Friday, November 5, 2010


Yes, what a silly name for a city, but that's where we live, and it's better than our Northern neighbor, Weehawken. I thought ya'll might like a little info about our new city. (By the way, I'm having a very hard time not saying, "ya'll," but I'll have to stop because I'm getting pretty tired of repeating myself. One "ya'll" in a sentence and everyone acts like they didn't understand a thing I just said.)

Hoboken has about 40,000 people stuffed into one square mile, right across the Hudson River from Manhattan. The streets are fairly wide, room enough for four cars across, but most of the streets are one-way. So, there are two lanes of parking on the outsides, one lane of double-parking (which can be on either side and sometimes causes problems), and hopefully one lane is left open for moving cars. The major two-way street in town, Washington, can fit six lanes of cars, so each side has parking, double-parking, and hopefully some moving traffic.

Theoretically, Hoboken is easy to navigate. All streets are in a grid, and the numbered streets (1-14) run East-West. Unfortunately, all the one-ways and buildings that take up 2-3 blocks make it a bit of a maze. So, we've started to opt more and more for walking, but we'll see how long we hold out, since the winter weather will probably make the car increasingly tempting.

The first officially recorded game of baseball in US history was in Hoboken in 1846 between the New York Nine and the Knickerbocker Club. (Guys, seriously? You're just asking to get your pansy knickerbockers knocked off. I don't know who won, though.)

Frank Sinatra is from Hoboken, and every year, there is a sound-a-like competition in Sinatra Park.

Carlo's Bakery of the Cake Boss TV show is in Hoboken, and on the weekends, there's a line 2 blocks long to get into the tiny shop.

In the Northern part of town, I've even seen a warehouse full of giant plaster animals and vegetation, which I assume will either be part of the Macy's Day parade or a giant's lawn decoration collection. --In fact, I just looked up Hoboken in Wikipedia, and yes, Hoboken is home to the Macy's Day Parade Studio! Because why would Manhattan waste space on plaster sculptures bigger than a $800,000 condo? Send those things to New Jersey.--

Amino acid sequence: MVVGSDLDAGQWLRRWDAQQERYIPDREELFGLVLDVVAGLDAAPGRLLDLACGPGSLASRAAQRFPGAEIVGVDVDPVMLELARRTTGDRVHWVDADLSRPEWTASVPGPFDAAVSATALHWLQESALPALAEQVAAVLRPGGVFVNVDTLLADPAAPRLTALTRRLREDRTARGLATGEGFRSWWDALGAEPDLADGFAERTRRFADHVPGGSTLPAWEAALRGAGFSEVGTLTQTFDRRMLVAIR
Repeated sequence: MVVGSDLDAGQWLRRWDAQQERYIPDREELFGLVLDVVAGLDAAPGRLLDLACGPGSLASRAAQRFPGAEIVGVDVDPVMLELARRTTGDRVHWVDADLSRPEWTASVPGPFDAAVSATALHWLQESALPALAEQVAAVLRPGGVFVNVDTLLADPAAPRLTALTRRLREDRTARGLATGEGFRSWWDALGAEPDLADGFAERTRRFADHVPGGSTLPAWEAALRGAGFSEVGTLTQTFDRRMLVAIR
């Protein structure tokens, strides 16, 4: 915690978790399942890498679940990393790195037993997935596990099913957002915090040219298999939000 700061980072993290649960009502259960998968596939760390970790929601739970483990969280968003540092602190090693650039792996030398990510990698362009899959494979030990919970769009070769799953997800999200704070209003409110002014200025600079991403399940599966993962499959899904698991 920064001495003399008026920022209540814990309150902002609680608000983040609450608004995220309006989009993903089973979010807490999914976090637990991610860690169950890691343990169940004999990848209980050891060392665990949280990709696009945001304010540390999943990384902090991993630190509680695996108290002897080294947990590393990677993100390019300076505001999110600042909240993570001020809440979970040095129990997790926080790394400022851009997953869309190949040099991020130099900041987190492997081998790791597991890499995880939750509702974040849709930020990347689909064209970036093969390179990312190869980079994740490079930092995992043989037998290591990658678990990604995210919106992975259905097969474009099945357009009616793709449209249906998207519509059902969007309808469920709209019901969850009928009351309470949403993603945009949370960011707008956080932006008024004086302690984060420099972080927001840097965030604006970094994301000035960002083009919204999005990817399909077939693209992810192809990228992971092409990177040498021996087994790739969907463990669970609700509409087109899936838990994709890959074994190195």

As late as the 1960s, though, Hoboken was actually a cruddy industrial port with slum-like housing. In the 1970s, NJ built a new port in Newark and an Interstate that connected NJ to NY, bypassing Hoboken and leaving the little town obsolete. It wasn't really until the 1990s that NJ started to reclaim the waterfront, build open park spaces facing the NYC skyline, and encourage commercial real estate. Now, Hoboken is considered a "bedroom community" of Manhattan, since most of its residents sleep here but basically live in Manhattan. You can get to Manhattan by subway (called the PATH train), ferry, or bus in 25-45 minutes.

I will say that Hoboken is growing a bit of its own downtown entertainment, though. It has a cute main street, lined with small shops, Italian restaurants, and a few Starbucks. There are even a couple bars that do live music and such. And there is a brand new movie theater! Five screens, that's right.

I hope you all (ugh, takes too long to type) enjoyed getting to know more about Hoboken.